By Fr. Rich, O.P.
I am a family man. I’m a member of the Litzau/Feely clan, together with my siblings. I’m the father of Elizabeth and Jacob and a grandparent to four grandchildren. I’m a member of the Dominican family, priests, brothers, sisters and nuns. I’m a member of the Catholic family, baptized as an infant, raised in Catholic education. I’m a member of the family here at St. Thomas More, albeit, sort of a dutch uncle.
In celebrating the feast of the Holy Family, we could enumerate the family connections inherent in that little family, but we’re not going to; one should understand, at this point, the number of ways in which families are entangled. So this feast is expansive in its celebration.
“The Feast of the Holy Family is not just about the Holy Family, but about our own families too. [It’s] main purpose … is to present the Holy Family as the model for all Christian families, and for domestic life in general. Our family life becomes sanctified when we live the life of the Church within our homes. This is called the ‘domestic church’ … or the ‘church in miniature.’ … Just how does one live out the Church in the family? The best way is by making Christ the center of family and individual life. Ways to do this include: reading scripture regularly, praying daily, attending Mass at least on Sundays and Holy Days of Obligation, imitating the actions of the Holy Family, going to confession frequently, and so forth, all done together as a family unit.” (Michael Wellens)
The Church has not been unengaged in the tumultuous discussion around the nature of family; it has been committed and in the forefront of those conversations. On April 8, 2016, Pope Francis issued an apostolic exhortation, Amoris Laetitia (“The Joy of Love”). The 264-page document is available on the Holy See’s website (w2.vatican.va).
Fr. James Martin, OSJ wrote about the exhortation in the April 8, 2016 issue of America: “The apostolic exhortation is mainly a document that reflects on family life and encourages families. But it is also the pope’s reminder that the church should avoid simply judging people and imposing rules on them without considering their struggles. Using insights from the Synod of Bishops on the Family and from bishops’ conferences from around the world, Pope Francis affirms church teaching on family life and marriage, but strongly emphasizes the role of personal conscience and pastoral discernment. He urges the church to appreciate the context of people’s lives when helping them make good decisions. The goal is to help families — in fact, everyone — experience God’s love and know that they are welcome members of the church.”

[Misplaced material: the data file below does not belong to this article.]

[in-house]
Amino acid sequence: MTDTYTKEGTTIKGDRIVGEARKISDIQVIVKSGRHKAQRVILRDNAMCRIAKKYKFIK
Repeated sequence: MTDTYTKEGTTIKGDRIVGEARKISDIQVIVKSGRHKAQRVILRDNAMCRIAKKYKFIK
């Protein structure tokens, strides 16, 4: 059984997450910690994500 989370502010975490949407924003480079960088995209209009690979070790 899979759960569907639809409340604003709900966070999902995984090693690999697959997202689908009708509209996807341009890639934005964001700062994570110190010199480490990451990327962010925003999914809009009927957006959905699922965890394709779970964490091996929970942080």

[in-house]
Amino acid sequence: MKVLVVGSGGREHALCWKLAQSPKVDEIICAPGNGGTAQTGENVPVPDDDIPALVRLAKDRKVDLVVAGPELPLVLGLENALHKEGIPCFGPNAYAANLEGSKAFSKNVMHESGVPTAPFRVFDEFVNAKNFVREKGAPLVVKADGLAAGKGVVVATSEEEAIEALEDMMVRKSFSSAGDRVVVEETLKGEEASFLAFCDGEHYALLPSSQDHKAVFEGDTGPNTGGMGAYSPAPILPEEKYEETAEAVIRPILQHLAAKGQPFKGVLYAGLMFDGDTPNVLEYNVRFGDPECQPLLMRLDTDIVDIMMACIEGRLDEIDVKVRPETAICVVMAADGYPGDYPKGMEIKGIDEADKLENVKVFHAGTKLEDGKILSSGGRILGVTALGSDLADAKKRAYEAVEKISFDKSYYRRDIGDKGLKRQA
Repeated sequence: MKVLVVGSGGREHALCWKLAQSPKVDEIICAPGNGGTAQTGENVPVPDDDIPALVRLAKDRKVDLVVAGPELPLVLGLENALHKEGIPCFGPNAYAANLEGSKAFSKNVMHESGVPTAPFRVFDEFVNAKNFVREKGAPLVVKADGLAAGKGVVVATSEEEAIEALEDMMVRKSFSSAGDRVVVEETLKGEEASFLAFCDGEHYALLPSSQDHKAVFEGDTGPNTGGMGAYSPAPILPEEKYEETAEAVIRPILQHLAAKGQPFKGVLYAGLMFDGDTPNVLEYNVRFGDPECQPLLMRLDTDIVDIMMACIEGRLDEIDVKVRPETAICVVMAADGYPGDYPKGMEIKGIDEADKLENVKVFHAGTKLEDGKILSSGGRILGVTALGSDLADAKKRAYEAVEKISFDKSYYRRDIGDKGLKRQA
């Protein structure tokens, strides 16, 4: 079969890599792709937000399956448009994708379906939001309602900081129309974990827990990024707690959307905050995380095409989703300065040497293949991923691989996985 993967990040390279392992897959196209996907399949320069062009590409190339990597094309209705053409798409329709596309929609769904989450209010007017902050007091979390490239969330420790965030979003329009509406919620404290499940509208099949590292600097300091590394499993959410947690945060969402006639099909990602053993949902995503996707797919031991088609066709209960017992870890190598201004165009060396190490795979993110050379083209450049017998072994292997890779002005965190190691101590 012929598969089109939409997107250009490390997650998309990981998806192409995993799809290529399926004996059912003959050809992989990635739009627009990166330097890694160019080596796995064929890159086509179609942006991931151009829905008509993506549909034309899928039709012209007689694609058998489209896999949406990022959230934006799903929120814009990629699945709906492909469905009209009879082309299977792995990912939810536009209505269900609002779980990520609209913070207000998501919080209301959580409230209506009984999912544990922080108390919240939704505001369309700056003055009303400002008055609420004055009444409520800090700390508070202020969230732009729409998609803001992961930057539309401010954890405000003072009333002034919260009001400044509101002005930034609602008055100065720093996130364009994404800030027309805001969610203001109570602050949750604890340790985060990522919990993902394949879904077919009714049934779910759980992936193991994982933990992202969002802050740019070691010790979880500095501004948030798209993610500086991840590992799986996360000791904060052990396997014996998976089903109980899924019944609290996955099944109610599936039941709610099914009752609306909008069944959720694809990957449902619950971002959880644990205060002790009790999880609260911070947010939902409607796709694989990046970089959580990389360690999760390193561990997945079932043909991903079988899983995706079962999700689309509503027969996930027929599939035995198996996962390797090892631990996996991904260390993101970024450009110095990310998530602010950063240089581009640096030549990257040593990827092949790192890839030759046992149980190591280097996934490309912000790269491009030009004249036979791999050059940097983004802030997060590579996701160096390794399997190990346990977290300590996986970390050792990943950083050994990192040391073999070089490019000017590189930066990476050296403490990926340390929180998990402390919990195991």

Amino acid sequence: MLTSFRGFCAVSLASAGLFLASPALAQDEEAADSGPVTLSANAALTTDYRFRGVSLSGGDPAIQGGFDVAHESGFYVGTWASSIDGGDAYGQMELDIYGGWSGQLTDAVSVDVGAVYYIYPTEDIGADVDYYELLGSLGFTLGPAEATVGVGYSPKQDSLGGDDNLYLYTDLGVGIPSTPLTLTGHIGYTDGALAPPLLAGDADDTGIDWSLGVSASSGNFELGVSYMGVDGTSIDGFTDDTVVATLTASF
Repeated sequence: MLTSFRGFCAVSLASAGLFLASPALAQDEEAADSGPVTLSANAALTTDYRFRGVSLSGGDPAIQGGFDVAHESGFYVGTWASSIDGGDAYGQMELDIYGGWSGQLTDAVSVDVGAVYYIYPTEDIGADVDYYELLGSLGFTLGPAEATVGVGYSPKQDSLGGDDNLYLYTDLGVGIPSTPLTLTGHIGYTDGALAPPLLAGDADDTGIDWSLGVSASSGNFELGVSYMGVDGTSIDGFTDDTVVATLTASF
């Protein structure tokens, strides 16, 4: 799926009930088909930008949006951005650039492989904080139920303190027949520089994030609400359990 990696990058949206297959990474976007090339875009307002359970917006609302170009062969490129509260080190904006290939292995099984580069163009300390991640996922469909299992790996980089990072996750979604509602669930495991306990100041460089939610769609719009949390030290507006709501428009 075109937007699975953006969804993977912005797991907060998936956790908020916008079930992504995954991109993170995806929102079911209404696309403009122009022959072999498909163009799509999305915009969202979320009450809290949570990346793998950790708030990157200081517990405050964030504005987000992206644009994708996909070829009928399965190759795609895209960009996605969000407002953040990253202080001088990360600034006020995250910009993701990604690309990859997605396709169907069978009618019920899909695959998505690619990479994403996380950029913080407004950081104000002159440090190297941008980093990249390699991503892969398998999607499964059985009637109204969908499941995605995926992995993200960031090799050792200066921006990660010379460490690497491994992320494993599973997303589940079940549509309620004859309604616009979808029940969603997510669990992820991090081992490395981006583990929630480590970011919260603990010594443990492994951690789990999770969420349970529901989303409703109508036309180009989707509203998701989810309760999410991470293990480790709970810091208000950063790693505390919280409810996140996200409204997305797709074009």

Fr. Martin offers 10 insights that we, as we read the document, might discover. I’m simply going to list them, without the additional commentary by Fr. Martin. I invite you to prayerfully, thoughtfully discern for yourselves the underlying thoughts of our Pope Francis.
- The church needs to understand families and individuals in all their complexity.
- The role of conscience is paramount in moral decision making.
- Divorced and remarried Catholics need to be more fully integrated into the church.
- All members of the family need to be encouraged to live good Christian lives.
- We should no longer talk about people “living in sin.”
- What might work in one place may not work in another.
- Traditional teachings on marriage are affirmed, but the church should not burden people with unrealistic expectations.
- Children must be educated in sex and sexuality.
- Gay men and women should be respected.
- All are welcome.
There is never a bad time to celebrate the strength and joy of our families. It is never a bad time to pray for the challenges that all families face in our world today. It is never a bad time to re-focus our hearts to bring them back into a family life that is centered in the Gospel. Take it from a family man.